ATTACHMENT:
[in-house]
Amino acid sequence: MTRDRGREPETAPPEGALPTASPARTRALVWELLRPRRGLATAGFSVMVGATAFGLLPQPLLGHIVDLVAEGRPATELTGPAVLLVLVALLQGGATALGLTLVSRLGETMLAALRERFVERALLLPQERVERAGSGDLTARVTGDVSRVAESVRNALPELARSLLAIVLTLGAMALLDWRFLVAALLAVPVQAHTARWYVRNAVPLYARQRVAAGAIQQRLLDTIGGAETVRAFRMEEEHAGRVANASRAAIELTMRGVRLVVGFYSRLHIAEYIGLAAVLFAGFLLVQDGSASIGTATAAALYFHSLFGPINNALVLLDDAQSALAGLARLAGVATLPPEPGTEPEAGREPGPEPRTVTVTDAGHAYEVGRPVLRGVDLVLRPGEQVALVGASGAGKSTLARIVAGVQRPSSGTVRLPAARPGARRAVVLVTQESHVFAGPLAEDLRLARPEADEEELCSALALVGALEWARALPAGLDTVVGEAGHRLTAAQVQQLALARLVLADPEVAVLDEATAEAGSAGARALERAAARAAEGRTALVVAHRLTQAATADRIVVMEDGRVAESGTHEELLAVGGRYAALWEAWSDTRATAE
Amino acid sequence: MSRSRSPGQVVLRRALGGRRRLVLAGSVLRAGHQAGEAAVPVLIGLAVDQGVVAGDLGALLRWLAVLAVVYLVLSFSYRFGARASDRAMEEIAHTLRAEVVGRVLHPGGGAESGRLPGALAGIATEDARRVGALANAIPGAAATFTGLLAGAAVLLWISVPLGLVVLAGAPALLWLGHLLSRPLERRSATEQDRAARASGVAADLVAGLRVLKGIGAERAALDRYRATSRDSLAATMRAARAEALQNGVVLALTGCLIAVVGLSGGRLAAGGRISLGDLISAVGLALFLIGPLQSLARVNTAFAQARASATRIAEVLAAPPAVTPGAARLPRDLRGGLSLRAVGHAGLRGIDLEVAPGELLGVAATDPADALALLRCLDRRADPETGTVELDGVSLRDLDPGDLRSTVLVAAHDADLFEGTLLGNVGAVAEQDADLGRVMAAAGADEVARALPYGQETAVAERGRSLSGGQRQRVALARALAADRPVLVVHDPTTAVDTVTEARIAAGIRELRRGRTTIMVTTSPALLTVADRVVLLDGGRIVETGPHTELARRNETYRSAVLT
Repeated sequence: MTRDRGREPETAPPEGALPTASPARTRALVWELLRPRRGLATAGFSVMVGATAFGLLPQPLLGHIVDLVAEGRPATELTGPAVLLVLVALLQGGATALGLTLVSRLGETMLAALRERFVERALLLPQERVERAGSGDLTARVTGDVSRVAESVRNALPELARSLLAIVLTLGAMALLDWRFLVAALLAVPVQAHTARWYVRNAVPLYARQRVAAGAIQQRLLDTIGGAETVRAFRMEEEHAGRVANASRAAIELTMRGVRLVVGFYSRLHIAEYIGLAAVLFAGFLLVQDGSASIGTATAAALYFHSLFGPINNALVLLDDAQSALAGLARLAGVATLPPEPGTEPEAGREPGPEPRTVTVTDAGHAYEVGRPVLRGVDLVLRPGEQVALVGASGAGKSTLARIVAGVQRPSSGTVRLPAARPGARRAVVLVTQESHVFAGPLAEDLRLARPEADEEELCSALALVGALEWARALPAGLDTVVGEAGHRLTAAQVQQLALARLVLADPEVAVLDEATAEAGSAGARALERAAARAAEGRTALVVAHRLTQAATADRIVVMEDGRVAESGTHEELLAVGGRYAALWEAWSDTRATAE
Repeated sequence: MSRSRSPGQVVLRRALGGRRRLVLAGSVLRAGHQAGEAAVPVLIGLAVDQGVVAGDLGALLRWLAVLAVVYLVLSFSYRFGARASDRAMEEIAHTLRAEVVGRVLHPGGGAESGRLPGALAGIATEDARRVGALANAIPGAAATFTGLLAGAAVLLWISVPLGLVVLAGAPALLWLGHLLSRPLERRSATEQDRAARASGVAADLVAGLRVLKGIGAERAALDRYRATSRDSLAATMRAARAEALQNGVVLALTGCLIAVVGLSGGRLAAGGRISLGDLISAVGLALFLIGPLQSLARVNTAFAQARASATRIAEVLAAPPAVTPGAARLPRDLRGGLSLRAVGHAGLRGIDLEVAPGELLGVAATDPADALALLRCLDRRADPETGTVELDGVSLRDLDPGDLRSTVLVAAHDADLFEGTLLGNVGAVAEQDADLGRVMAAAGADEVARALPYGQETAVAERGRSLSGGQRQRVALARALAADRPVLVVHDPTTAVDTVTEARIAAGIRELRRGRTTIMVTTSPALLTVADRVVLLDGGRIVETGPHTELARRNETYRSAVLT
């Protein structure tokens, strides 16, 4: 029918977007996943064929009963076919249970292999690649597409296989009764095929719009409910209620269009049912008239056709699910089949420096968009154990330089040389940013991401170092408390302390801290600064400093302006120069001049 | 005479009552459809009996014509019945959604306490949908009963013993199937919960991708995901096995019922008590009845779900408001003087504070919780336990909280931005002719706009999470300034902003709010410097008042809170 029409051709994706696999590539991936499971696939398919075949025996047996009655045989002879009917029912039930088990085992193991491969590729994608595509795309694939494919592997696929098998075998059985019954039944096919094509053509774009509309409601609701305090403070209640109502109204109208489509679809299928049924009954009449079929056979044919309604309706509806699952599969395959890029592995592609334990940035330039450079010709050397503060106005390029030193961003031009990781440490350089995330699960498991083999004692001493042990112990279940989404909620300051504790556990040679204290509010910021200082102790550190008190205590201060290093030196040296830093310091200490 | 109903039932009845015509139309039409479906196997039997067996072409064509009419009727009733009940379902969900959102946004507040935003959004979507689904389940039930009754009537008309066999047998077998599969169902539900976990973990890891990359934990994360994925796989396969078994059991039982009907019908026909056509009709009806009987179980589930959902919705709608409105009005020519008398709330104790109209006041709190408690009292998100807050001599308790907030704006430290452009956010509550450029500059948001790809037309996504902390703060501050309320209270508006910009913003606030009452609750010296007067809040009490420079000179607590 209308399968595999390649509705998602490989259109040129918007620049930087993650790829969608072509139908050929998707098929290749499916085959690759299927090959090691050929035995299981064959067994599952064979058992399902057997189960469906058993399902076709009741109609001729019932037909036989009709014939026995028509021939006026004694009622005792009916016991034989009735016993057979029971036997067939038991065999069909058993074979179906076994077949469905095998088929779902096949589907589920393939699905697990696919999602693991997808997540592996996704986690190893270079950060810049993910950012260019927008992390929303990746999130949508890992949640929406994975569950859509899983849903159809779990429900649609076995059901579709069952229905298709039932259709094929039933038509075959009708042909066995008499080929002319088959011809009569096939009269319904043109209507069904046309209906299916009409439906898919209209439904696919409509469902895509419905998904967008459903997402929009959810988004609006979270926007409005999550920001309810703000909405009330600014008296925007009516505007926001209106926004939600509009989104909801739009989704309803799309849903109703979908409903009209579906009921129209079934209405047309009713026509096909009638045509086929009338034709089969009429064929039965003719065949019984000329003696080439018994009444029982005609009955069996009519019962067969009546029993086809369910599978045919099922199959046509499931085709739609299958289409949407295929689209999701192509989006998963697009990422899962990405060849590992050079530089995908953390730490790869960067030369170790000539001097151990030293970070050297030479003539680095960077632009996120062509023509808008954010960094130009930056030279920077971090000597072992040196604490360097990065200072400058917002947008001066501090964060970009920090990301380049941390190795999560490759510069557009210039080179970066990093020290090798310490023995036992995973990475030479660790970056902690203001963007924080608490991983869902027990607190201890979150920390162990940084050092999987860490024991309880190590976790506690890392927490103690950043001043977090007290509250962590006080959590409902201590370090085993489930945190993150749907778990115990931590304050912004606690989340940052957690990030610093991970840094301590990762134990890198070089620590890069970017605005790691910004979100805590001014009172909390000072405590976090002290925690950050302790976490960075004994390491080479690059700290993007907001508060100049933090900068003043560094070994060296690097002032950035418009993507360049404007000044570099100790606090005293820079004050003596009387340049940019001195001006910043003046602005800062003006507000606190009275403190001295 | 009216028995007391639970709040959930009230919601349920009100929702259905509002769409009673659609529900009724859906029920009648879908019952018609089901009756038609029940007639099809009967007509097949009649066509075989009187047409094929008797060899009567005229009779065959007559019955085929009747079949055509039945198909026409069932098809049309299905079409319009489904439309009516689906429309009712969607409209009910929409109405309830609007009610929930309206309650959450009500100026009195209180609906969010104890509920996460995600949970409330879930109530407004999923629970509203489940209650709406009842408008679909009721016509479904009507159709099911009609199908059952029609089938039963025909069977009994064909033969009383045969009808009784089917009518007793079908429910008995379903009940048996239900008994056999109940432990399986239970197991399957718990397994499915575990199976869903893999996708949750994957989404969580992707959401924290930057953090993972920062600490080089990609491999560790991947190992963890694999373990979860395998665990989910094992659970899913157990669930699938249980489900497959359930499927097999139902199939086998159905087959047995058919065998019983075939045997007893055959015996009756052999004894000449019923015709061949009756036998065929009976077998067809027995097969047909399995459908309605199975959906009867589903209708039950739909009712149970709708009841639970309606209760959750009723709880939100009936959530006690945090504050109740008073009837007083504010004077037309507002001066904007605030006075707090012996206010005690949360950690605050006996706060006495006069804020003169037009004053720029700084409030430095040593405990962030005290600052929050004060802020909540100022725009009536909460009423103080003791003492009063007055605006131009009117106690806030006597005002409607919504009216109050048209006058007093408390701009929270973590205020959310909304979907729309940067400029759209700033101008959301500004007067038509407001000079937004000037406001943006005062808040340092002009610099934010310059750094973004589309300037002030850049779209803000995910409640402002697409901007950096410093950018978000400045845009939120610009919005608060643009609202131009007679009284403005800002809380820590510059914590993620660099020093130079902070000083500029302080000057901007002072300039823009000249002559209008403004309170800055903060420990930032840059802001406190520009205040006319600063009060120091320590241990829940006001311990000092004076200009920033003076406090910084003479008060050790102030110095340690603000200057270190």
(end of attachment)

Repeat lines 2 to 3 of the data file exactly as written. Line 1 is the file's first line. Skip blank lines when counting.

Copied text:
Amino acid sequence: MTRDRGREPETAPPEGALPTASPARTRALVWELLRPRRGLATAGFSVMVGATAFGLLPQPLLGHIVDLVAEGRPATELTGPAVLLVLVALLQGGATALGLTLVSRLGETMLAALRERFVERALLLPQERVERAGSGDLTARVTGDVSRVAESVRNALPELARSLLAIVLTLGAMALLDWRFLVAALLAVPVQAHTARWYVRNAVPLYARQRVAAGAIQQRLLDTIGGAETVRAFRMEEEHAGRVANASRAAIELTMRGVRLVVGFYSRLHIAEYIGLAAVLFAGFLLVQDGSASIGTATAAALYFHSLFGPINNALVLLDDAQSALAGLARLAGVATLPPEPGTEPEAGREPGPEPRTVTVTDAGHAYEVGRPVLRGVDLVLRPGEQVALVGASGAGKSTLARIVAGVQRPSSGTVRLPAARPGARRAVVLVTQESHVFAGPLAEDLRLARPEADEEELCSALALVGALEWARALPAGLDTVVGEAGHRLTAAQVQQLALARLVLADPEVAVLDEATAEAGSAGARALERAAARAAEGRTALVVAHRLTQAATADRIVVMEDGRVAESGTHEELLAVGGRYAALWEAWSDTRATAE
Amino acid sequence: MSRSRSPGQVVLRRALGGRRRLVLAGSVLRAGHQAGEAAVPVLIGLAVDQGVVAGDLGALLRWLAVLAVVYLVLSFSYRFGARASDRAMEEIAHTLRAEVVGRVLHPGGGAESGRLPGALAGIATEDARRVGALANAIPGAAATFTGLLAGAAVLLWISVPLGLVVLAGAPALLWLGHLLSRPLERRSATEQDRAARASGVAADLVAGLRVLKGIGAERAALDRYRATSRDSLAATMRAARAEALQNGVVLALTGCLIAVVGLSGGRLAAGGRISLGDLISAVGLALFLIGPLQSLARVNTAFAQARASATRIAEVLAAPPAVTPGAARLPRDLRGGLSLRAVGHAGLRGIDLEVAPGELLGVAATDPADALALLRCLDRRADPETGTVELDGVSLRDLDPGDLRSTVLVAAHDADLFEGTLLGNVGAVAEQDADLGRVMAAAGADEVARALPYGQETAVAERGRSLSGGQRQRVALARALAADRPVLVVHDPTTAVDTVTEARIAAGIRELRRGRTTIMVTTSPALLTVADRVVLLDGGRIVETGPHTELARRNETYRSAVLT